Wondering what makes a house an ultimate Irish home? Read this post

Ireland has some incredible real estate, so Chill Insurance has surveyed 1000 locals to see just what makes property in the country so great.

First, let’s talk about some of the most iconic homes in Ireland. Kilcoe Castle is owned by Jeremy Irons, who bought it in 1998 and lime washed it in lime pink. Bono used to live at 10 Cedarwood Road, and sings about the cherry blossom tree which you’ll find still blooming in front of the house each spring.

In films, we have Father Ted’s House, which fans can visit in Burren National Park. You may also want to check out Castle Ward, which was Winterfell from Game of Thrones.

The average home in Ireland is priced at £205,000. However a seven-bedroom home on Shrewsbury road in Dublin sold for £58 million in 2005. The Edwardian house broke records for the most expensive house per square foot. In 2016 it was bought for just £14.3 million after it had to be refit due to remaining derelict for six years.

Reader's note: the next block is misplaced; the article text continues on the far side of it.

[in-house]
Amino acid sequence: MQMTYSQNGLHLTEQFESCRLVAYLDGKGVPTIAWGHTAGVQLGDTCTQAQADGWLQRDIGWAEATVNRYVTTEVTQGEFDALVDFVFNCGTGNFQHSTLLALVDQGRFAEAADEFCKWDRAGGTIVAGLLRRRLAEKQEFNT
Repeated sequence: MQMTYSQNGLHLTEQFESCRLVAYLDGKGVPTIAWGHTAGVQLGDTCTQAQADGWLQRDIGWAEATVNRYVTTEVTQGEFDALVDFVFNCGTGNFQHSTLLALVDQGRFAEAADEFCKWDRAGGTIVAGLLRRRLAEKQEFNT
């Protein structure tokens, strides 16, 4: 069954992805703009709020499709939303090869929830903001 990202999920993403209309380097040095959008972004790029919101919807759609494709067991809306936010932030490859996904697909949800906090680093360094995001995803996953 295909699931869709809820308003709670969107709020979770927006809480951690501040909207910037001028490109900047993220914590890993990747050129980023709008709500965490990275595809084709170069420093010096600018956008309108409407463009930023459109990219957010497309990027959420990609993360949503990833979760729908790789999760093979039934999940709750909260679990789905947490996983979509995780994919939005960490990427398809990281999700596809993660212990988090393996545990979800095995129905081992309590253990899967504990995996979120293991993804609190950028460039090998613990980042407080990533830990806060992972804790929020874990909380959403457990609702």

When it comes to Irish home interiors, 28% of respondents said that they have a traditional style, while 15% said they considered their style to be contemporary. 12% said they were minimalists, 10.5% preferred a retro look, and just 6.5% go for shabby chic.

It turns out that many people are spending large on their homes. 33% of those surveyed said they spend anywhere from 11% to 20% of their annual salaries on their homes.

When it comes to the most desirable places to live, Dublin wins by a long shot. 43% of respondents said they’d like to live in Dublin, while the next runner-up was Galway, at just 14.42%. Cork was close behind at 12.99%, followed by Limerick at 7.39%. Lower down we have Longford at 3.69%, Killarney at 2.86%, and Tralee at just 2.74%. And at the bottom we have Birr at 2.5%, Carrignavar at 1.07%, and Kilmallock at 0.72%.

When asked about home styles, more than half of the respondents said they would live in a rural setting if they could. The most popular homes are those with two or three bedrooms, while close to 70% of people would prefer a house that’s either younger than 10 years old or a new build. While you may think many people would love a historical home, the opposite is true, and just 1% like the idea of a house from the early 1900s.